Beginner’s Journey to Power Meter Training and Racing: Part 2

power meter

Beginner’s Journey to Power Meter Training and Racing: Testing

Since Part 1, you’ve chosen a power meter, set it up on your bike and have begun to accumulate a library of power files from your rides.  In Part 2 of a Beginner’s Journey to Power Meter Training and Racing we will get started on how to use your power meter for training by exploring the topic of testing your fitness, setting training zones, and identifying strengths and weaknesses.

Some Recommendations

Apart from a power meter, there are a couple other pieces of equipment required to complete the puzzle in order to get the most out of your training with power.

First, you will need some form of software to use to analyze the power profiles produced from your rides.  Without the software you will not be able to realize the full potential of training with a power meter.  I am personally using Training Peaks Premium.  It does require a subscription but it has all the tools you will ever need.  Golden Cheetah is a popular open source option if you don’t want to have to pay.

Second, I would recommend that you read “Training and Racing with a Power Meter” by Hunter Allen and Andrew Coggan because a lot of the information in the next couple parts of this series are drawn from that book.  But what I am writing here only scratches the surface of what Allen and Coggan go into in this definitive book on training with a power meter.

Functional Threshold Power

In order to get started with training with your power meter, you need to establish a fitness baseline which is based on your Functional Threshold Power (FTP).  Functional Threshold Power is defined as, according to Allen and Coggan, “the highest power that a rider can maintain in a quasi-steady state for approximately one hour without fatiguing.”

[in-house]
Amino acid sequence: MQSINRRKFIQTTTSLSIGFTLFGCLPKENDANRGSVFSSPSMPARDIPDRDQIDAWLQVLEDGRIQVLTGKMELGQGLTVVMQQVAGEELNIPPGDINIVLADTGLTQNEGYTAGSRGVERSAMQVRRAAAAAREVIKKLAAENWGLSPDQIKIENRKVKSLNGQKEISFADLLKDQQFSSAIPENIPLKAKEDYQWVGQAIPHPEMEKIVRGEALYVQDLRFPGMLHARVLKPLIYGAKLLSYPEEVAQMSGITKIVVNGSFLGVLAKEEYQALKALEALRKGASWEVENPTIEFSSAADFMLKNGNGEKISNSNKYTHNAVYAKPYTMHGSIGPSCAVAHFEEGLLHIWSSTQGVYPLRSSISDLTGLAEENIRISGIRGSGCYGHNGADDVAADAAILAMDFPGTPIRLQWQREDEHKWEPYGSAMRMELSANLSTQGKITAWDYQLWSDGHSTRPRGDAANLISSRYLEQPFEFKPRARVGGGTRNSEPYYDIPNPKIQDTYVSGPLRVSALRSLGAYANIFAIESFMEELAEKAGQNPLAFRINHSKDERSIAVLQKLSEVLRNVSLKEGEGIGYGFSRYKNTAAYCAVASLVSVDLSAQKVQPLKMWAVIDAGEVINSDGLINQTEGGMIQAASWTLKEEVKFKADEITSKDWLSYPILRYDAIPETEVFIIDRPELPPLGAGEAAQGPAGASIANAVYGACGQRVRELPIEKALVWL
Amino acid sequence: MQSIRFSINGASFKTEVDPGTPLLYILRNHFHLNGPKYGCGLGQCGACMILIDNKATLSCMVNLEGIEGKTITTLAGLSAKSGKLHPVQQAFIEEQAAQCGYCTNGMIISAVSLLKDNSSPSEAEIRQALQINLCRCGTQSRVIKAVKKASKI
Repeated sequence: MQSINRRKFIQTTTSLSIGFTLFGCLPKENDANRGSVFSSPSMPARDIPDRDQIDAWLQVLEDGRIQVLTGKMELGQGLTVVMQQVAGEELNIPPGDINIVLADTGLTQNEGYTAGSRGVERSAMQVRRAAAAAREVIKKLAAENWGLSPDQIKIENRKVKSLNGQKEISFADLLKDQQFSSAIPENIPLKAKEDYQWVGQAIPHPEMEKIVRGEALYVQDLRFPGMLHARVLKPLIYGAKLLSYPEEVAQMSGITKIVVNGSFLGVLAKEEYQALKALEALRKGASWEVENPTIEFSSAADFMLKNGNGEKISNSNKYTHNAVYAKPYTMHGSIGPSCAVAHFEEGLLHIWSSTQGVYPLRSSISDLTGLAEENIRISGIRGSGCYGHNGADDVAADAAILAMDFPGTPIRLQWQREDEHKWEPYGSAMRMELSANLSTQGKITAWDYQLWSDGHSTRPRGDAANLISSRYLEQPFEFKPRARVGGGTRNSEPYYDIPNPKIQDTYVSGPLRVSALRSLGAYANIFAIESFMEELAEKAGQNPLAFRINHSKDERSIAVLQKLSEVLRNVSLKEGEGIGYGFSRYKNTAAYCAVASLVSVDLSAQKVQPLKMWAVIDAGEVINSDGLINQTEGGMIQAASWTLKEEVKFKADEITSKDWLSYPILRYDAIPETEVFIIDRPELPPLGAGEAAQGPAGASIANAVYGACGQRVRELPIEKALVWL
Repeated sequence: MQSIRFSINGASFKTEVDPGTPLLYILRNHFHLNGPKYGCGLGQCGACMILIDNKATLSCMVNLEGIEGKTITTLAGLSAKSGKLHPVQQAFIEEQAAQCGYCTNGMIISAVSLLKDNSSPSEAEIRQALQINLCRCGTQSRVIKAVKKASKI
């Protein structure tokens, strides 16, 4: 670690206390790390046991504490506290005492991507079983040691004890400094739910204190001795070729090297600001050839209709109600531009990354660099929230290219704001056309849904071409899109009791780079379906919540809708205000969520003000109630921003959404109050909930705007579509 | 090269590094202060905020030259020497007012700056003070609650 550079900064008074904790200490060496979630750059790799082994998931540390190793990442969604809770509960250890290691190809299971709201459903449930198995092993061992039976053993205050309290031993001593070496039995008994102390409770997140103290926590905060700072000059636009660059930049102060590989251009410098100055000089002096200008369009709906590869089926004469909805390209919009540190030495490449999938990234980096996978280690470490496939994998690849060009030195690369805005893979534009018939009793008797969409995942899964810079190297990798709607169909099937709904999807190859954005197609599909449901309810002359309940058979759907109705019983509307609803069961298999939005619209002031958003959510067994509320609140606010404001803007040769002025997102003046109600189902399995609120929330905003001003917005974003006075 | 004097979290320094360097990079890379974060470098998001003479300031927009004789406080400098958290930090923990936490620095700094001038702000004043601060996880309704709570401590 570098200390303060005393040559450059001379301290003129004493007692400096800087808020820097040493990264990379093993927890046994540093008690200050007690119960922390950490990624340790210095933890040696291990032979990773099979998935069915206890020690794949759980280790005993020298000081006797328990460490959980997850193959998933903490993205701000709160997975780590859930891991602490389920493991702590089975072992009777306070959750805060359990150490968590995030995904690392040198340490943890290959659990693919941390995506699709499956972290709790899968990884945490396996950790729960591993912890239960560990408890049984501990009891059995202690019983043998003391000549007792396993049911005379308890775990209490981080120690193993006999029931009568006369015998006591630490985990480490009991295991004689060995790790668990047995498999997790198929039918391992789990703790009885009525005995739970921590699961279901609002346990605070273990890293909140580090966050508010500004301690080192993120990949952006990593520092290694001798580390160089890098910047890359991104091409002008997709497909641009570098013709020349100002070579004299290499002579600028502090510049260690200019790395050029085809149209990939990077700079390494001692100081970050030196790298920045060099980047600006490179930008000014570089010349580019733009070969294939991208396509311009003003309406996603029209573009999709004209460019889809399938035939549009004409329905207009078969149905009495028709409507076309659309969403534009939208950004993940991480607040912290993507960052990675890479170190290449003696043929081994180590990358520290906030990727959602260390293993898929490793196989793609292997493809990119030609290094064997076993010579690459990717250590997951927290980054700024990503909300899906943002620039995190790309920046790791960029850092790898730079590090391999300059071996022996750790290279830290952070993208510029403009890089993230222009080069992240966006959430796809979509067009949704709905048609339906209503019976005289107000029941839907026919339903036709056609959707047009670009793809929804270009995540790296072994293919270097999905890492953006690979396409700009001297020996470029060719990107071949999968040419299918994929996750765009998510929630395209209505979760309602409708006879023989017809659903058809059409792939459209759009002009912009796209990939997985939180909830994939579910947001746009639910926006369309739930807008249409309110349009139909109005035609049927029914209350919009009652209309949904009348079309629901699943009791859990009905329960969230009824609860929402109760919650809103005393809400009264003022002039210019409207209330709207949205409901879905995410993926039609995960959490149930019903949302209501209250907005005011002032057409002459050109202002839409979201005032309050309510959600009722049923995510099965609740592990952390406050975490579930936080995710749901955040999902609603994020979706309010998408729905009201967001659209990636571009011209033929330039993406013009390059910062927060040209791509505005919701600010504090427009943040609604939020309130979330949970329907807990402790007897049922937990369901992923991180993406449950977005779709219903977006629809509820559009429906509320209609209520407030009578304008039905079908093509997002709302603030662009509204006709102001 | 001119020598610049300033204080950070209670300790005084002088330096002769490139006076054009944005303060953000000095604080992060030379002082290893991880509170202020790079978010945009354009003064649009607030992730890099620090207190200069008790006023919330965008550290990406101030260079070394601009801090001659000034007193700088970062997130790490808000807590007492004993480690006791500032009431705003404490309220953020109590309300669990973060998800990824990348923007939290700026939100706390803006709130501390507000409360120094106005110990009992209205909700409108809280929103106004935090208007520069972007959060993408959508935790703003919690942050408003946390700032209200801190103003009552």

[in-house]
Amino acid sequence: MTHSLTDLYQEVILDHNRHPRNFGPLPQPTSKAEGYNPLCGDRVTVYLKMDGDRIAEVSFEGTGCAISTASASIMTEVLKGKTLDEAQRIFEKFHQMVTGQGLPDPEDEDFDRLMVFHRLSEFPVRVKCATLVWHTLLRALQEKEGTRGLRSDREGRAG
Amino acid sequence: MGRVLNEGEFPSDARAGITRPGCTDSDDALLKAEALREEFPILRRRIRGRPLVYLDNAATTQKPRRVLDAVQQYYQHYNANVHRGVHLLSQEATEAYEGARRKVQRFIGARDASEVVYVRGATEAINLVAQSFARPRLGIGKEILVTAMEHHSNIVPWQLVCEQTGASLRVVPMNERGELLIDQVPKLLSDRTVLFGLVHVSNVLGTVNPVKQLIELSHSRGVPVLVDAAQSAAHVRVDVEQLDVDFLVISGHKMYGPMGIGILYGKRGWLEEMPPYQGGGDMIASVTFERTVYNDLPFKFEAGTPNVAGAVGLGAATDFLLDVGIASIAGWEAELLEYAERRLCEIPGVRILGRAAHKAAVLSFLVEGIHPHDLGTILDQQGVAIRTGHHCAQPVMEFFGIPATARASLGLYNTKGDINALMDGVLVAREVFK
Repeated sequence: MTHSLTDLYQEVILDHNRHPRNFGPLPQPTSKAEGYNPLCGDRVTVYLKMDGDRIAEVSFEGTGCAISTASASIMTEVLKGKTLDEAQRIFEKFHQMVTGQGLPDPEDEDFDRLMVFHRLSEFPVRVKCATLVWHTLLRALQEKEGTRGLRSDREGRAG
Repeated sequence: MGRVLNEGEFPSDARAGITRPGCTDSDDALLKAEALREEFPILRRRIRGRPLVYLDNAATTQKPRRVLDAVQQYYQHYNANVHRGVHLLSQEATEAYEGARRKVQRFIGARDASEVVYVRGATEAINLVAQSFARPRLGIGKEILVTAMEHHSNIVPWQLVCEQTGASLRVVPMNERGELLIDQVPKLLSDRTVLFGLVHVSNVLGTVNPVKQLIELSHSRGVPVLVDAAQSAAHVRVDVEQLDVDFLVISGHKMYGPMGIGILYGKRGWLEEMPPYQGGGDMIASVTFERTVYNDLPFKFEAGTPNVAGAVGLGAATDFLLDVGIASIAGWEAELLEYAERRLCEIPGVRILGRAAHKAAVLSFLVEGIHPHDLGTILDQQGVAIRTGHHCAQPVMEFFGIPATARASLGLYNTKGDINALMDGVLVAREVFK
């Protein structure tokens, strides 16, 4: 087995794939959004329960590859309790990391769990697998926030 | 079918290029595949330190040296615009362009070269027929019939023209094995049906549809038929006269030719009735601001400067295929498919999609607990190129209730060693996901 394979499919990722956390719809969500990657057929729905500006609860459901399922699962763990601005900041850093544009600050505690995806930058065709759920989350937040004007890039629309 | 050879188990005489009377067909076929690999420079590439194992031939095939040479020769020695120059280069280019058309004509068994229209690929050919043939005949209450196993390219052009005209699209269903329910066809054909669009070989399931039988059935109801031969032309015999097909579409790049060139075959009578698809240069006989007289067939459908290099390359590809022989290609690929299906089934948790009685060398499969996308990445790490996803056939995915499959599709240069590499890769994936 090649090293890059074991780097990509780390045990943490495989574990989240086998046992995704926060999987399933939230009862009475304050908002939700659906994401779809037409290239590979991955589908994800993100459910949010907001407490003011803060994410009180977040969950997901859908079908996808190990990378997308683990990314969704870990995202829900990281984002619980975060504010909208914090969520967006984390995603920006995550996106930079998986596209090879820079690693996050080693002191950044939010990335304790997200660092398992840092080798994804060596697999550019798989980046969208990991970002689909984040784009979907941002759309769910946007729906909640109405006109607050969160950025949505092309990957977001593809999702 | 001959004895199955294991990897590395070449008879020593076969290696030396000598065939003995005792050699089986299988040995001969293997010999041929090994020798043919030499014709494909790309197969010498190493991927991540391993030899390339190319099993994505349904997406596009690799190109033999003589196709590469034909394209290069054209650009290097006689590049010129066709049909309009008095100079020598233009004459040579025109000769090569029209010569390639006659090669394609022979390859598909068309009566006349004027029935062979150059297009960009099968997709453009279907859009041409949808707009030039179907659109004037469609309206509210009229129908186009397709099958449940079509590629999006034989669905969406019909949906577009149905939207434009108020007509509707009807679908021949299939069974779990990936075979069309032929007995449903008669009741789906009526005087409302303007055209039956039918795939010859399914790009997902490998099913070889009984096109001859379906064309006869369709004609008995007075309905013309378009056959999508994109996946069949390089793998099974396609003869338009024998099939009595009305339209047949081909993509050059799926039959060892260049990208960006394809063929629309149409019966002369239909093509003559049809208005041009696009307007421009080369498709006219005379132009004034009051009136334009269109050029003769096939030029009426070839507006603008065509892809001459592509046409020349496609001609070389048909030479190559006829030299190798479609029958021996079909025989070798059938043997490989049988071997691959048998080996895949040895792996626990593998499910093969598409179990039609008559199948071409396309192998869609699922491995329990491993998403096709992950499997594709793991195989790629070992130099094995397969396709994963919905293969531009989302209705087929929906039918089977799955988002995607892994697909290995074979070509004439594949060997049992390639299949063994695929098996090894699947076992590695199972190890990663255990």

aero on a budgetThere are a number of ways to determine your FTP.  The most straight forward being doing an hour long time trial but most riders lack the discipline to complete such an effort outside of an event.  Therefore it is easier to do a 20 minute time trial as a test and do some simple calculations to find your FTP.

The Test

Since we are using FTP as a baseline for determining our fitness it is a good idea to complete this test every 4 to 6 weeks in order to track progress and recalculate training zones.  Whenever you do this test, try to repeat the conditions of your previous tests (same route, similar weather, same amount of rest, etc.).

  1. Start the testing procedure with a 20 minute warmup.  Include a couple 1 minute intervals of fast pedaling to help warm your legs up.
  2. “Open your legs” with a 5 minute all out effort followed by 10 minutes of recovery.
  3. Start the 20 minutes.  Find a road that will allow for a strong, steady effort (no interruptions like traffic junctions, relatively flat, or a steady climb).  Build your pace steadily, don’t start too hard or you’ll blow up before the end of the 20 minutes.  Find a pace that you think you can maintain through the entirety of the test, about a 7 out of 10 based on perceived effort.
  4. Cool down for at least 10 minutes after you’ve completed the 20 minute test.

Calculating FTP and Setting Training Zones

Once you have completed your 20 minute test, upload the power file to the software of your choice and find your average power for the 20 minute effort.  Take that number and subtract 5 percent from it to find your Functional Threshold Power.

Functional Threshold Power = 20 minute average power – 5%

Lets use my numbers as an example.  I used a club time trial as an opportunity to do the test.  During the 15km TT, my highest average 20 minute power was 231 watts.  5 percent of 231 (231 x 0.05) is 11.55, rounded down to 11.  Therefore, my FTP is 220 (231 – 11 = 220).

Now that you have found your FTP, you can use that number to set your training zones that will be used while training.  Once again we will use my numbers as an example.